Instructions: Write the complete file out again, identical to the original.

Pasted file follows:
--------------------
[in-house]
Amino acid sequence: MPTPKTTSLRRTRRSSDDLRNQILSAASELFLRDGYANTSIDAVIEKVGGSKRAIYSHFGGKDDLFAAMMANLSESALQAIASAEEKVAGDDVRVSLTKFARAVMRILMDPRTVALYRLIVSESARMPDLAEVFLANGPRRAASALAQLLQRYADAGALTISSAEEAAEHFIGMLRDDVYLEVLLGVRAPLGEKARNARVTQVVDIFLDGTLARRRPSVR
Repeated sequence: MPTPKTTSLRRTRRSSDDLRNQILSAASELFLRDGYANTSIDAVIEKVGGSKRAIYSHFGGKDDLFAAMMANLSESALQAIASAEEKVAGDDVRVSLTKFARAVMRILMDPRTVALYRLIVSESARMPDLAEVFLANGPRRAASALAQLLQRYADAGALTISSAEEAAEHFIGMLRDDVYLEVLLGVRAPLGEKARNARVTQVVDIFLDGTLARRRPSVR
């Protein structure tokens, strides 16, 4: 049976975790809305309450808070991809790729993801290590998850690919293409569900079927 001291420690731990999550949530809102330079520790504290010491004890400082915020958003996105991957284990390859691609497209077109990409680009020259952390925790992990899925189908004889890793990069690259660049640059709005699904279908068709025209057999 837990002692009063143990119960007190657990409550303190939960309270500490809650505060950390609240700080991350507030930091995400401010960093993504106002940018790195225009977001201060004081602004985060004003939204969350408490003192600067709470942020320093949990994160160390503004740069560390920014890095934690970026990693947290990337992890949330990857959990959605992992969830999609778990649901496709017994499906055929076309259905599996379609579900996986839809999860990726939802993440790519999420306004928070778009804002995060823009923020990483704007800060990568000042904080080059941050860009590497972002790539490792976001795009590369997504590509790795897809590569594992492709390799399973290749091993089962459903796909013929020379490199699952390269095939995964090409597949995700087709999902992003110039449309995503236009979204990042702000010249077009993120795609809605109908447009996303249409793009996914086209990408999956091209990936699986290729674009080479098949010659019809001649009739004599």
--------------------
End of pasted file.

[in-house]
Amino acid sequence: MPTPKTTSLRRTRRSSDDLRNQILSAASELFLRDGYANTSIDAVIEKVGGSKRAIYSHFGGKDDLFAAMMANLSESALQAIASAEEKVAGDDVRVSLTKFARAVMRILMDPRTVALYRLIVSESARMPDLAEVFLANGPRRAASALAQLLQRYADAGALTISSAEEAAEHFIGMLRDDVYLEVLLGVRAPLGEKARNARVTQVVDIFLDGTLARRRPSVR
Repeated sequence: MPTPKTTSLRRTRRSSDDLRNQILSAASELFLRDGYANTSIDAVIEKVGGSKRAIYSHFGGKDDLFAAMMANLSESALQAIASAEEKVAGDDVRVSLTKFARAVMRILMDPRTVALYRLIVSESARMPDLAEVFLANGPRRAASALAQLLQRYADAGALTISSAEEAAEHFIGMLRDDVYLEVLLGVRAPLGEKARNARVTQVVDIFLDGTLARRRPSVR
């Protein structure tokens, strides 16, 4: 049976975790809305309450808070991809790729993801290590998850690919293409569900079927 001291420690731990999550949530809102330079520790504290010491004890400082915020958003996105991957284990390859691609497209077109990409680009020259952390925790992990899925189908004889890793990069690259660049640059709005699904279908068709025209057999 837990002692009063143990119960007190657990409550303190939960309270500490809650505060950390609240700080991350507030930091995400401010960093993504106002940018790195225009977001201060004081602004985060004003939204969350408490003192600067709470942020320093949990994160160390503004740069560390920014890095934690970026990693947290990337992890949330990857959990959605992992969830999609778990649901496709017994499906055929076309259905599996379609579900996986839809999860990726939802993440790519999420306004928070778009804002995060823009923020990483704007800060990568000042904080080059941050860009590497972002790539490792976001795009590369997504590509790795897809590569594992492709390799399973290749091993089962459903796909013929020379490199699952390269095939995964090409597949995700087709999902992003110039449309995503236009979204990042702000010249077009993120795609809605109908447009996303249409793009996914086209990408999956091209990936699986290729674009080479098949010659019809001649009739004599």